Beginning in the mid-eighteenth century, labor in Western medicine was understood as a mechanical procedure consisting of a regular sequence of seven fetal movements. At the beginning of the twentieth century the sequence was well known but the reasons for it were not yet understood. What kind of mechanical and expulsion forces were at work in the birth-giving process?
At the turn of the twentieth century, German gynecologist Hugo Sellheim (1871–1936) embarked upon a research project in order "to unveil the still hidden laws of birth mechanics." His research took place in an age without either sonographic visualization or Caesarean sections as routine obstetrical interventions. Most babies were delivered at home and not in hospital. A deeper knowledge of the mechanical forces was sought to help calculate and anticipate the course of labor/the birth process on the bases of natural laws rather than on professional experiences. Sellheim’s overall goal was the development of a simple birthing formula. He developed "birthing machines" as a research tool with which to develop such a formula. These machines were designed and constructed in all possible forms, materials, and scales, from adult-scale glass tubes to smaller versions made of wire that fit inside the pocket of medical students. In contrast to the "phantoma"—the traditional anatomical obstetrical teaching devices—"birthing machines" as a tool break with these traditional devices, instead modeling the birth process from a strictly abstract and mechanical perspective.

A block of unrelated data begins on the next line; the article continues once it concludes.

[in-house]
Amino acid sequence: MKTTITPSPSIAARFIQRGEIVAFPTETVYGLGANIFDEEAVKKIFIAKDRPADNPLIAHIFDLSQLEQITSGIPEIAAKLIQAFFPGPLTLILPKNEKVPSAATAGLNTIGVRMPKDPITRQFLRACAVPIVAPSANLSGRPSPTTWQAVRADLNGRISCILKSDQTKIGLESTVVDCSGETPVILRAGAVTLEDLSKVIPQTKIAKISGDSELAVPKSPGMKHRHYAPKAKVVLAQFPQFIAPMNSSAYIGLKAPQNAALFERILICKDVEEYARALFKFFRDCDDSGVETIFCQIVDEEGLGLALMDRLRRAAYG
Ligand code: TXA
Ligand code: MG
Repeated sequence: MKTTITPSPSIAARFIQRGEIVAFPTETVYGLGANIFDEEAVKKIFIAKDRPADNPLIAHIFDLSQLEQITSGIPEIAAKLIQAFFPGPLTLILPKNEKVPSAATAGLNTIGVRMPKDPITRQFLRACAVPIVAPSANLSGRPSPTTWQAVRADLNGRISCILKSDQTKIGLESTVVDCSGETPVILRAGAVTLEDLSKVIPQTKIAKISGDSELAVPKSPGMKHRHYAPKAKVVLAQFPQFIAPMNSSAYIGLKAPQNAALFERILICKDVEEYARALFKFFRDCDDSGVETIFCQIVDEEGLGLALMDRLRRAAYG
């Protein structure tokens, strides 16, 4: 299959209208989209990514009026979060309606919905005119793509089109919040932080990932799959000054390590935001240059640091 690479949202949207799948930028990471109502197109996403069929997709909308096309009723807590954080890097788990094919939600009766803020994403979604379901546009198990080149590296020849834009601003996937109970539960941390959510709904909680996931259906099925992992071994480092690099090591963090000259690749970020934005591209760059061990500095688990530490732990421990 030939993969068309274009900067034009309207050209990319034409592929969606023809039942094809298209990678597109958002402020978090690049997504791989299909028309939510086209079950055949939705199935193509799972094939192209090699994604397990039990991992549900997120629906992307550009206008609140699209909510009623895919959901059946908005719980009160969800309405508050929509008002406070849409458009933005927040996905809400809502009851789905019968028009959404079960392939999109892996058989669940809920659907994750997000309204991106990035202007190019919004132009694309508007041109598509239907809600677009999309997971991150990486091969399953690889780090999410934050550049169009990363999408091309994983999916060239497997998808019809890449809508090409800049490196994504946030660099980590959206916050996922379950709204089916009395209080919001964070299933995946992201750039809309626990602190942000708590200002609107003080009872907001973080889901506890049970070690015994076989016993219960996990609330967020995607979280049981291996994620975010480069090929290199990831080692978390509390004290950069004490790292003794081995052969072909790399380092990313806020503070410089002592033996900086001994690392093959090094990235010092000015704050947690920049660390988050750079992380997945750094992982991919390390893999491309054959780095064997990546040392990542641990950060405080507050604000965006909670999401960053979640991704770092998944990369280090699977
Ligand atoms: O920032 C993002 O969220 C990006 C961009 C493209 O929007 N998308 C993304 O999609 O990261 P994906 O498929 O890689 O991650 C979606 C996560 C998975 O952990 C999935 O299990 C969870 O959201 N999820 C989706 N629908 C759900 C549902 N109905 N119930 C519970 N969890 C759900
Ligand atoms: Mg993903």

In her project Martina Schluender follows different kinds of birthing machines (in its broadest sense—both mechanical and social) to explore reproductive practices and techniques in German institutions and academic disciplines between 1900 and 1930, to understand how gender, living beings, and also different ways of knowing are reproduced and how they merge with each other. Ambulant science—a concept from Deleuze and Guattari’s book Mille Plateaux—is mobilized as a tool of producing knowledge in an itinerant way and will help me to draw connections between different reproductive practices. The practices examined include: reproduction as a genealogical practice in academic disciplines; reproduction as a teaching technology to pass over knowledge and skills; reproduction as a method to produce reliable data in a specific type of science (one which is not ambulant); and the understanding of reproduction as reproductivity: the female body’s capacity to double.